KATE & MICHELLE TREESE
ALS entered our lives when my husband, Mike was diagnosed in
July, 2008. He faced ALS with grace,
courage, faith and humor and when he died in August, 2010, he left behind a
legacy of how to live life and live it well.
While he was alive, we were active in our local ALSA chapter, and my
kids and I still participate in our local ALS walk. My husband had sporadic ALS, but we continue
to fight for increased awareness, funds and a cure because I want my kids to
never have to worry about ALS.
When I discovered that ALS was one of the charities in the
Chicago Marathon, I knew I had to be a part of the team. My husband had always wanted to run a
marathon, but ALS robbed him of that chance, so I fulfilled his dream. What an amazing experience! I can’t begin to tell you how honored and
proud I was to wear my ALS race singlet and run in memory of my husband and in
honor of all families affected by ALS. Crossing
the finish line and completing such a personal goal was an incredible feeling
and one of the most rewarding days of my life.
However, for me, the emotion of crossing the finish line was matched the
evening before at the team dinner.
Listening to everyone’s personal stories, hearing the impact of ALS on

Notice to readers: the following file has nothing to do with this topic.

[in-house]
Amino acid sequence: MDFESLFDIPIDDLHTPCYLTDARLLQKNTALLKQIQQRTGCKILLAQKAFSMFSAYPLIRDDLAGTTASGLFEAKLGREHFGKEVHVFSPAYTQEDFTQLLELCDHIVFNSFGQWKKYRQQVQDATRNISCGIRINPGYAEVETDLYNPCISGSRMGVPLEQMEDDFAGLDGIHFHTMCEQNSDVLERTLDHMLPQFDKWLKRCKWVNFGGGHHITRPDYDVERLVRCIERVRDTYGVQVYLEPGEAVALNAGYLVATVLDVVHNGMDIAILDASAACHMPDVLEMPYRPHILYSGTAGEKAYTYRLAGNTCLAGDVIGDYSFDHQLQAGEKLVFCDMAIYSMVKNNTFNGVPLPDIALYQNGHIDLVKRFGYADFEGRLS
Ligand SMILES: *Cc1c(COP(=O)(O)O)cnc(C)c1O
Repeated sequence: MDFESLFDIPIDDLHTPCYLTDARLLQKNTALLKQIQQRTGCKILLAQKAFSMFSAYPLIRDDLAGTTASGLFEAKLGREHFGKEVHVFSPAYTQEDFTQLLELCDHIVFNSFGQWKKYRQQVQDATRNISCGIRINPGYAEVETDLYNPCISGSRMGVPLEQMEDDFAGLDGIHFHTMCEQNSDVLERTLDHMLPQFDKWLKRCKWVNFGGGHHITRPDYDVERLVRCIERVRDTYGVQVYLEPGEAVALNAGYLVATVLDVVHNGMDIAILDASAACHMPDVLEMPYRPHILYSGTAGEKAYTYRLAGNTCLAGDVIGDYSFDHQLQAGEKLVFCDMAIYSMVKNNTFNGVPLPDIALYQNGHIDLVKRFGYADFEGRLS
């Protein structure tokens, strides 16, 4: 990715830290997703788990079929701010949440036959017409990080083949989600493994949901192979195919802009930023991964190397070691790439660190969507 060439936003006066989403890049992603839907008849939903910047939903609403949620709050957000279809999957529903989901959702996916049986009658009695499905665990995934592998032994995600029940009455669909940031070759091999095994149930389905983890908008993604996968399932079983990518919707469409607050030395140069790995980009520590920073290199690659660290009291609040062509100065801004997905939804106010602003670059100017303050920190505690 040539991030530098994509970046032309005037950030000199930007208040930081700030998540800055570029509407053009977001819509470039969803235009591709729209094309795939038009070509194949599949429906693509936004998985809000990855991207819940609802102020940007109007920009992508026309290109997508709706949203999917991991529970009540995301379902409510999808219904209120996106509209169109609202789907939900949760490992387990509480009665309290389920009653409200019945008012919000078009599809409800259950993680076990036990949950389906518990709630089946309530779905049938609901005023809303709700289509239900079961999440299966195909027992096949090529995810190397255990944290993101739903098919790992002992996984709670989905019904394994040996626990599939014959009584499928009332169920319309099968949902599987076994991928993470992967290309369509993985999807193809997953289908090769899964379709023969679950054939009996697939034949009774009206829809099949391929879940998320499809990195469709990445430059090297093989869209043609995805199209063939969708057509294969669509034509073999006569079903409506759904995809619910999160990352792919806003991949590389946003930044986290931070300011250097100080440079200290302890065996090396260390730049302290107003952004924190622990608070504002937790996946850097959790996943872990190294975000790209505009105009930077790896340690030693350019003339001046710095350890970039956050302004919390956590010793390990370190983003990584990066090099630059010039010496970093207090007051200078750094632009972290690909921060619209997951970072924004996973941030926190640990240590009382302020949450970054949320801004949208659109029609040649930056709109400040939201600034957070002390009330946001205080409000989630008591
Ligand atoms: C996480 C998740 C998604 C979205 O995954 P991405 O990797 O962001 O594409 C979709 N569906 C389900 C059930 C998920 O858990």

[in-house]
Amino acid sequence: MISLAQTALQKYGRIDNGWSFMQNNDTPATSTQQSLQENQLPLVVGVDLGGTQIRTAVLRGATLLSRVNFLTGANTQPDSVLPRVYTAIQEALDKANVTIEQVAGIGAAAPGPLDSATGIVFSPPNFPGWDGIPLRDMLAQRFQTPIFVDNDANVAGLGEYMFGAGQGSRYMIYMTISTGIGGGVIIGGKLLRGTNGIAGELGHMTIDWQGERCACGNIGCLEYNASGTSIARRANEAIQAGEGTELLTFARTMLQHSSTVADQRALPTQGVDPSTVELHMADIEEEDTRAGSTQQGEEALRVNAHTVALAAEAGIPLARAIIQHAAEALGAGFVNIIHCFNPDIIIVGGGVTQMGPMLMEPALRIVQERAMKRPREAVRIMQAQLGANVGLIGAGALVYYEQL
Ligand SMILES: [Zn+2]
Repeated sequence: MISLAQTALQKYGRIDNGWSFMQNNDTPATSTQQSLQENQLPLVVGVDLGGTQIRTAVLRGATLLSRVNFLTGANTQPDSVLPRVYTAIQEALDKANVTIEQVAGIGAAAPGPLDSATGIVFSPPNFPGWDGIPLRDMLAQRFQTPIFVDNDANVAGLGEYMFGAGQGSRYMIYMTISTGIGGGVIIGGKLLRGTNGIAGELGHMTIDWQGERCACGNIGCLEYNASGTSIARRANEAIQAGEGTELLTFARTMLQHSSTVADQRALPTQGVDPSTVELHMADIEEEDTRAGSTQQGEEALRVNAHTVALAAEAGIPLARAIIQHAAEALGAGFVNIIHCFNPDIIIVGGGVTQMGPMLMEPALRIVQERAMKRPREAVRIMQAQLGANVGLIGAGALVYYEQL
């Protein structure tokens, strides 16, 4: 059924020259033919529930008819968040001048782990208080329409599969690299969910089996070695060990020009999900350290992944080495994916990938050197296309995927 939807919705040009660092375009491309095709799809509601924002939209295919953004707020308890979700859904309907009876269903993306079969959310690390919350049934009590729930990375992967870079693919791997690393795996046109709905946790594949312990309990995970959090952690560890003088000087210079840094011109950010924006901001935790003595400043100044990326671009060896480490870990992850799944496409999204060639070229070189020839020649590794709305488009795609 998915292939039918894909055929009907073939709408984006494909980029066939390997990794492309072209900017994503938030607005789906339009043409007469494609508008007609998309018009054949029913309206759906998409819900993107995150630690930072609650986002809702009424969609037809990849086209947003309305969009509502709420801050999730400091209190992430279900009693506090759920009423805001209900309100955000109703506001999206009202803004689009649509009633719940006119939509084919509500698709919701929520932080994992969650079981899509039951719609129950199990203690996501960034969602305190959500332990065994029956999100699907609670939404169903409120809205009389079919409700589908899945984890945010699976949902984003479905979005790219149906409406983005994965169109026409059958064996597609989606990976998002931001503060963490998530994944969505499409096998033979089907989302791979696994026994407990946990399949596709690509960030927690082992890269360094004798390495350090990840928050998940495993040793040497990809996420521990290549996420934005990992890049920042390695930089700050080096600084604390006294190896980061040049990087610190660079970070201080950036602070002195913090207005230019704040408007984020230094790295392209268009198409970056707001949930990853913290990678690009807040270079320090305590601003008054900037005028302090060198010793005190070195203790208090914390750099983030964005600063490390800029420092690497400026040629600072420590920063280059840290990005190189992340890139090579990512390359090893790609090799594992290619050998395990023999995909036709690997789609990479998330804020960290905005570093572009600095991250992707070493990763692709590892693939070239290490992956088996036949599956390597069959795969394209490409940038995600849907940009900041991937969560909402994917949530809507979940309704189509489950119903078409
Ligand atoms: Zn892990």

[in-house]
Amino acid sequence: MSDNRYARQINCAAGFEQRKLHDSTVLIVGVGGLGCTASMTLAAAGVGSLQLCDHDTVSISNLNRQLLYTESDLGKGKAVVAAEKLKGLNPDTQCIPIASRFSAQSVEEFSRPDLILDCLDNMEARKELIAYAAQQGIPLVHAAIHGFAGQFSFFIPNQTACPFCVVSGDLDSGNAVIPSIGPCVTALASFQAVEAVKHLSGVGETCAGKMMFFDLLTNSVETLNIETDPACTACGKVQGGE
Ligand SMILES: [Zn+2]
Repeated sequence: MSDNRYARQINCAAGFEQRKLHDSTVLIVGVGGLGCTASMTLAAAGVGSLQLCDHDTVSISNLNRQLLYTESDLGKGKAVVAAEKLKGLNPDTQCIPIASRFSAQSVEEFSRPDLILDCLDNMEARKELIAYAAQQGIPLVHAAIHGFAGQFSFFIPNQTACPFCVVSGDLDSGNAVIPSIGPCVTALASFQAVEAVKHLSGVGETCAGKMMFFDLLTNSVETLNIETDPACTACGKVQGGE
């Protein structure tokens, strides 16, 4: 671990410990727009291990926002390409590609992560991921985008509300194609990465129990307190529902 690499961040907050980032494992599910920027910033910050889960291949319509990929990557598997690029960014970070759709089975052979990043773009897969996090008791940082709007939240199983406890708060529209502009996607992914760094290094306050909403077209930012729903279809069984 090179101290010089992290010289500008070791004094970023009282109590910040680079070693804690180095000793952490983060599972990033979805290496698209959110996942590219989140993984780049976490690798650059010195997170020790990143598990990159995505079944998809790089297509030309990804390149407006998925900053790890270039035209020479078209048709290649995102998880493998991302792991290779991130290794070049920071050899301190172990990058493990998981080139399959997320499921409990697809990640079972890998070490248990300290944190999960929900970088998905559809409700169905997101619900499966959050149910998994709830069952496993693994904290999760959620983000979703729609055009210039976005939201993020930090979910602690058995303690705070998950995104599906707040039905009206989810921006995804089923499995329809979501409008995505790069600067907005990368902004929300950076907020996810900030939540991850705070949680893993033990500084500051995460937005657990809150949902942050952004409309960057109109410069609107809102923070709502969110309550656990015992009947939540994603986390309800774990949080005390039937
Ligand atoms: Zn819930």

lives, and learning the names of who we were all running for, was so emotional
and inspiring. Being in a room full of
people who knew the impact of ALS, and who were running for the same reason I
was running, changed the focus of the race for me. It wasn’t just about me and my husband
anymore, but for all of us affected by ALS. When I was passed or passed a
fellow ALS runner that Sunday morning, and offered or received words of
encouragement, I felt connected and truly a part of a very special team.
This year I am running again, but this time alongside my
daughter (and all TeamALS runners) as she runs her very first marathon in
memory of her dad and as team member of Run for ALS.
Kate Treese with her children Michelle and her dad
after the 2015 Chicago Marathon
When my dad was diagnosed with ALS in July, 2008, he responded
with words I will never forget, “ALS may kill me but it will not take my
life.” Our family responded by living
life to the fullest and learning to fully appreciate each day with my dad. My dad loved to run. It did not matter how early or what the
weather was like and he continued to run until his legs got too weak. In his last few months, as he struggled to
breathe and couldn’t move, I became more aware of my own health and how I was
taking it for granted. Each breath I
took and every movement I made was a gift and I realized I was not appreciating
my health. I could run, bike, and
breathe normally, yet my dad could no longer do the things he loved.
My dad passed away on August 26, 2010. After he passed away, I started running and
my dad’s dream of running a marathon became my dream, despite the fact that I
had never run more than a mile.
This year, I finally decided to run a marathon in honor of
him. As I thought about which marathon, I
knew I wanted to run for TeamALS at the Chicago Marathon. I am running this marathon for those who have
ALS, for all the people I know who have been affected by ALS, and for my dad.